The family home can be a useful resource if you are not thinking of selling it.
If you are moving into an assisted living community, renting your home can be an excellent option to pay for your long-term care.
You can hire a property manager to manage the property for you and continue to generate enough rental income to ease the burden of long-term care.
13. REVERSE MORTGAGE
A reverse mortgage can be an adequate tool if you need to access the cash quickly, and you don’t mind moving out of the house or losing your home after you pass away.
The homeowner must be 62 or older to apply for a reverse mortgage. This option is not appropriate if you want to keep the house in the family.
A reverse mortgage could provide you with untaxed monthly cash advances you can use to pay for long-term care. With a reverse mortgage, you can access as much as 60% of your home value.
Make sure you understand the cost associated with this and other terms if you choose this option to fund your long-term care.
14. VETERANS AID AND ATTENDANCE
Veterans who have served in conflict for as little as 90 days and their spouses are entitled to receive financial aid. Veterans Affairs Aid and Attendance benefit can help pay for long-term care if they qualify.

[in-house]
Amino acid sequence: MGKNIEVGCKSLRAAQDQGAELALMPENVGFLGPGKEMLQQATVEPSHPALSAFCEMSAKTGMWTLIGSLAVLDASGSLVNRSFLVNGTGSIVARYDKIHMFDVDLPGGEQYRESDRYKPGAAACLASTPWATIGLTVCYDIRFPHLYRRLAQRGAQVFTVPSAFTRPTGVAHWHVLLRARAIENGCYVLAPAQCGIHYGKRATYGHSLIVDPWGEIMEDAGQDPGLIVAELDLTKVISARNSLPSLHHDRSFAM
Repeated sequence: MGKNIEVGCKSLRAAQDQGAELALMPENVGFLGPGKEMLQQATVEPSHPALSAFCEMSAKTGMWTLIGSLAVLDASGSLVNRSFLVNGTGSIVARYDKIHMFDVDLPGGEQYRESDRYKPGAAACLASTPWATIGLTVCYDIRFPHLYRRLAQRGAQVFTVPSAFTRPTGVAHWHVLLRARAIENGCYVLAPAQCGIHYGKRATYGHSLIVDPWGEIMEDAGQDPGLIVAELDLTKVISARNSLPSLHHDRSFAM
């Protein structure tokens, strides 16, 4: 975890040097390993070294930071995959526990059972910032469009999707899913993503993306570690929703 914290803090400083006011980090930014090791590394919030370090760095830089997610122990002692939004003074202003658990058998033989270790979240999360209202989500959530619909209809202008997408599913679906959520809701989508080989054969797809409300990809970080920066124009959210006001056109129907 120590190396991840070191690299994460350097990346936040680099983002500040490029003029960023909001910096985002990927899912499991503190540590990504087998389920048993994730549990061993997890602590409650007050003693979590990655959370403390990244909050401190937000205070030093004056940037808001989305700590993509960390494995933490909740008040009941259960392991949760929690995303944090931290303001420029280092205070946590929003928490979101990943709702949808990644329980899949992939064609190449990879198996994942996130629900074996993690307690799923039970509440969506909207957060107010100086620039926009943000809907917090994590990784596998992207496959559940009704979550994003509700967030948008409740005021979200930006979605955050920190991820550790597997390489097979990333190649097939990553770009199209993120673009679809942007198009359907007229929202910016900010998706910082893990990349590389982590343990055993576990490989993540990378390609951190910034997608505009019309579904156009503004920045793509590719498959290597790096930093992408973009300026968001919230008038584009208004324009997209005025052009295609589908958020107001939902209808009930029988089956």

VA Aid and Attendance allow veterans and spouses to access the improved pension. The elderly and disabled can get about $1,000 to $2,000 per month to pay for long-term care. Veterans who qualify only need to have $80,000 in assets.
VA Aid and Attendance can help if you are a veteran who needs help with activities of daily living, bedridden, residing in a nursing home, or have limited eyesight. You can receive this benefit to cover long-term care costs.
15. SOCIAL SECURITY
Social security pension can help pay for long-term care but is almost never enough to cover the full expenses.
The average monthly Social Security check is $1,503. The maximum social security benefit for retirees is $3,011, roughly a thousand dollars less than the median cost of long-term care.
The amount of benefit you can get from Social Security depends on your earnings throughout your career. Social Security pays more to people who earned more during their lifetime.
Medicare covers hospitals, doctor visits, and short-term health care; however, it does not pay for room and board for nursing homes or assisted living facilities. Medicare only pays for doctor-prescribed home therapies like physical therapy, occupational therapy, and speech therapy.
Medicare only covers long-term care if you need skilled services or rehabilitative care in a nursing home for a maximum of 100 days.
After 100 days, you are totally on your own. If you are receiving skilled in-home health services, long-term care services at home are only provided for a short time.